Synopsis: meaning of life is found in the details.
Scripture: Matthew 2 The Massacre of the Innocents
uncited, unedited by J. Lavoy
Our scripture for today is difficult. In most nativity scenes, the imagery from today is often called The Flight to Egypt. However, in most scripture commentaries, its called The Massacre of the Innocents.
I’ve always wanted to believe about myself, that I’m a brave preacher. I want to believe that I’m able to be prophetic in and around a community of people with whom I live and love. And yet, my initial inclination was not to preach on this text. I said to Karen, “you know, it doesn’t really feel like a New Years text, maybe we should omit it this year.” Was that a cop-out, or was it sincere?
This terrible text – about King Herod’s maniacal attempt to eliminate Jesus, by killing every toddler boy in the region – is one of the darkest, I think, in the New Testament. If we use our empathy skills, we might be incapacitated for a time.
Truth be told, this text comes up each and every year, on the first Sunday after Christmas. Usually, the first Sunday after Christmas is two or three days after Christmas Eve, and church attendance is down. I think the people who planned the lectionary knew this. Usually, on the first Sunday after Christmas, we have a hymn sing.
But as I sat with this text over the past few weeks, I had a few insights.
Now, I want to be clear. I’m not doing this text any justice today. I’m going to use it as a sermon illustration for New Years Day, rather than deal with the brutality of it.
There is a controversy brewing. It’s a pedantic controversy, but some people are up in arms about it, nonetheless. It is worth pointing out that Mary, Joseph, and Jesus lived in the Roman province of Syria. It was a large geographic area that spanned several modern Middle Eastern countries. But you remember the scripture, that Laurie so beautifully read on Christmas eve… While Quirinius was governor of Syria… Its geo-politically situating Mary, Joseph, and Jesus in Syria. Now, the prefect for the particular region in which Mary, Joseph, and Jesus lived was named Herod, and he obsessively held on to his rule, as essentially mid-level bureaucrat in the Roman Empire. He had heard, from the 3 sages, that a new king was to be born, Jesus. So Herod ordered all the toddler boys in his jurisdiction to be killed. According to scripture, Joseph was warned in a dream, to flee the area. So, Joseph, Mary, and Jesus quickly go to Egypt, where they will be safe. This makes Mary, Joseph, and Jesus Syrian refugees, and the idea has been circulating, in order to draw attention to the plight of present Syrian refugees.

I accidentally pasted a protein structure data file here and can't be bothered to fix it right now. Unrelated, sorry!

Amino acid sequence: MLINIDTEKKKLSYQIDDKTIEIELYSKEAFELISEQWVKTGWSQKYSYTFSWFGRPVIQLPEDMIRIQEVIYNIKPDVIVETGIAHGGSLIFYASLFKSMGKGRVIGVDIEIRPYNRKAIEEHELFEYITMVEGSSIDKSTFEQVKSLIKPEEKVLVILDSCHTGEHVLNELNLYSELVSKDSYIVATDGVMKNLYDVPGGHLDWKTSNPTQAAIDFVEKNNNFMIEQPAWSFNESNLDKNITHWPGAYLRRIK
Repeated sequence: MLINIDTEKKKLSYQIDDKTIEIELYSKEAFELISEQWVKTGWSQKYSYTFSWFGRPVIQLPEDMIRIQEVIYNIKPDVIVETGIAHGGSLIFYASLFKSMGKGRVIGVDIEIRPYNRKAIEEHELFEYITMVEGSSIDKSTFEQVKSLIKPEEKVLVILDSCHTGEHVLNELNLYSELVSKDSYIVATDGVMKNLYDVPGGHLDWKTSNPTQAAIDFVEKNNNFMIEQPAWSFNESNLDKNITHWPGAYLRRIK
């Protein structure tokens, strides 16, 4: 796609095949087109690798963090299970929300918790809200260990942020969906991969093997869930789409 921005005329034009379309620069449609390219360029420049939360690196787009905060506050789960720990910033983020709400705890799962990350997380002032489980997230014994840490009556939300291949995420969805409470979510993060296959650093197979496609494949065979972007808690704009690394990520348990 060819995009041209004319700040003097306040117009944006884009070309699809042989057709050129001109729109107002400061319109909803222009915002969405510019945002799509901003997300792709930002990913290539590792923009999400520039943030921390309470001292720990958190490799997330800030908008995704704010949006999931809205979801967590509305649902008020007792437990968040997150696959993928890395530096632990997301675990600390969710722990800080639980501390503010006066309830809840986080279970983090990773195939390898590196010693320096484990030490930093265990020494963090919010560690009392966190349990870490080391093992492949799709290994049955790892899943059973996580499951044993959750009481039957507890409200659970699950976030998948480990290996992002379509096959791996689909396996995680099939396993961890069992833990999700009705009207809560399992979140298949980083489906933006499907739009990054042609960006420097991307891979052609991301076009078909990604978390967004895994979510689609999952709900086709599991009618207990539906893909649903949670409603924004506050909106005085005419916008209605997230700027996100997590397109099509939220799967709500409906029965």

There are three components to the scripture lesson for today. The first movement describes Herod’s decision; the second movement describes Joseph taking his family to Egypt, and the third movement describes, Mary, Joseph, and Jesus returning to Israel, and taking up residence in Nazareth which is where historical Jesus scholars believe Jesus actually lived: a tiny town, in the middle of nowhere, with some proximity to Jerusalem.
It’s a compelling narrative, I think. But where is the New Years message in it?
Well, at Christmas and the New Year, I think we have a tendency to fixate on the positive things in life. And that’s a fine impulse. For many, it is a joyful time of year.